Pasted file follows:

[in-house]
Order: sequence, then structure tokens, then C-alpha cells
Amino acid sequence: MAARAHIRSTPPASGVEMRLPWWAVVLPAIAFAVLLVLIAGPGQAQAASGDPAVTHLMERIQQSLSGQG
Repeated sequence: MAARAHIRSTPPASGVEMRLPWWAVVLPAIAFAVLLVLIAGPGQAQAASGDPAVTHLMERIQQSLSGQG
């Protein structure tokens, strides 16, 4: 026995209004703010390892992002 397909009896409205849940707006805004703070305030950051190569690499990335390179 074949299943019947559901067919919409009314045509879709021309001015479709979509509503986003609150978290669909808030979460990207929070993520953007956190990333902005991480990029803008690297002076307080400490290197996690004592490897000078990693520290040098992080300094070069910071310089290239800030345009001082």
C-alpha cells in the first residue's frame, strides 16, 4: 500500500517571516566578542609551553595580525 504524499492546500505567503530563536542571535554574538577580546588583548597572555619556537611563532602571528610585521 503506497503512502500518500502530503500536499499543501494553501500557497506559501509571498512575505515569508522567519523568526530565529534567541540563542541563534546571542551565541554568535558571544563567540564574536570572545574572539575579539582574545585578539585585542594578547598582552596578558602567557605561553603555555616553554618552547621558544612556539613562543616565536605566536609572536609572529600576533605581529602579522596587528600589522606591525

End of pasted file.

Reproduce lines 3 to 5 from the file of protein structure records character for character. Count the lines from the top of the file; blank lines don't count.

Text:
Amino acid sequence: MAARAHIRSTPPASGVEMRLPWWAVVLPAIAFAVLLVLIAGPGQAQAASGDPAVTHLMERIQQSLSGQG
Repeated sequence: MAARAHIRSTPPASGVEMRLPWWAVVLPAIAFAVLLVLIAGPGQAQAASGDPAVTHLMERIQQSLSGQG
């Protein structure tokens, strides 16, 4: 026995209004703010390892992002 397909009896409205849940707006805004703070305030950051190569690499990335390179 074949299943019947559901067919919409009314045509879709021309001015479709979509509503986003609150978290669909808030979460990207929070993520953007956190990333902005991480990029803008690297002076307080400490290197996690004592490897000078990693520290040098992080300094070069910071310089290239800030345009001082």